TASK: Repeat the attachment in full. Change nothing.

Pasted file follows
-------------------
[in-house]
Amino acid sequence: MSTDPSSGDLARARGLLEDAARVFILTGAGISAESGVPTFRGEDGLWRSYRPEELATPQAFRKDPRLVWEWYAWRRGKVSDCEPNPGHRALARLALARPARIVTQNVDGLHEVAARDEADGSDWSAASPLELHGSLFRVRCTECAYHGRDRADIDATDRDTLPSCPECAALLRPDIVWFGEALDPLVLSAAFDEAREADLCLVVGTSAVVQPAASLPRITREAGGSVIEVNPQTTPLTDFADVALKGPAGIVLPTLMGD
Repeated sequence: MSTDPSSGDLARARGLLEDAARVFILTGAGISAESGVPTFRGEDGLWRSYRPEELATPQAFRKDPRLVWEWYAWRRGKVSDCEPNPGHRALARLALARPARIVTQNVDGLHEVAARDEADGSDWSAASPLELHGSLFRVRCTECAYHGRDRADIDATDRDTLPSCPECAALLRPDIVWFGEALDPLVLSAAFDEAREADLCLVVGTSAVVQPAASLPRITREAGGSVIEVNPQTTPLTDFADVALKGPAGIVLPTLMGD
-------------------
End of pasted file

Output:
[in-house]
Amino acid sequence: MSTDPSSGDLARARGLLEDAARVFILTGAGISAESGVPTFRGEDGLWRSYRPEELATPQAFRKDPRLVWEWYAWRRGKVSDCEPNPGHRALARLALARPARIVTQNVDGLHEVAARDEADGSDWSAASPLELHGSLFRVRCTECAYHGRDRADIDATDRDTLPSCPECAALLRPDIVWFGEALDPLVLSAAFDEAREADLCLVVGTSAVVQPAASLPRITREAGGSVIEVNPQTTPLTDFADVALKGPAGIVLPTLMGD
Repeated sequence: MSTDPSSGDLARARGLLEDAARVFILTGAGISAESGVPTFRGEDGLWRSYRPEELATPQAFRKDPRLVWEWYAWRRGKVSDCEPNPGHRALARLALARPARIVTQNVDGLHEVAARDEADGSDWSAASPLELHGSLFRVRCTECAYHGRDRADIDATDRDTLPSCPECAALLRPDIVWFGEALDPLVLSAAFDEAREADLCLVVGTSAVVQPAASLPRITREAGGSVIEVNPQTTPLTDFADVALKGPAGIVLPTLMGD